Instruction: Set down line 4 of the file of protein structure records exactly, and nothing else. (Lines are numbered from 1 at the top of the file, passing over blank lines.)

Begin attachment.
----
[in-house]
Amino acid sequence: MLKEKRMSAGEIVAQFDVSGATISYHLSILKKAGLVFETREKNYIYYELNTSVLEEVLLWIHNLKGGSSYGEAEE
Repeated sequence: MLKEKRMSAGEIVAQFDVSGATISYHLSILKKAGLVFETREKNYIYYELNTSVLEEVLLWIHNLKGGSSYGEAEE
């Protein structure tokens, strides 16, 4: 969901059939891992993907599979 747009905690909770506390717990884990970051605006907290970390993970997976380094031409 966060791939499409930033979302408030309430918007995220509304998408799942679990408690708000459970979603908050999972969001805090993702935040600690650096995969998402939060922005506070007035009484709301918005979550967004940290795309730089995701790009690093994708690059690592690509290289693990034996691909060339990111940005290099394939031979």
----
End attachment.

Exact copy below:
């Protein structure tokens, strides 16, 4: 969901059939891992993907599979 747009905690909770506390717990884990970051605006907290970390993970997976380094031409 966060791939499409930033979302408030309430918007995220509304998408799942679990408690708000459970979603908050999972969001805090993702935040600690650096995969998402939060922005506070007035009484709301918005979550967004940290795309730089995701790009690093994708690059690592690509290289693990034996691909060339990111940005290099394939031979």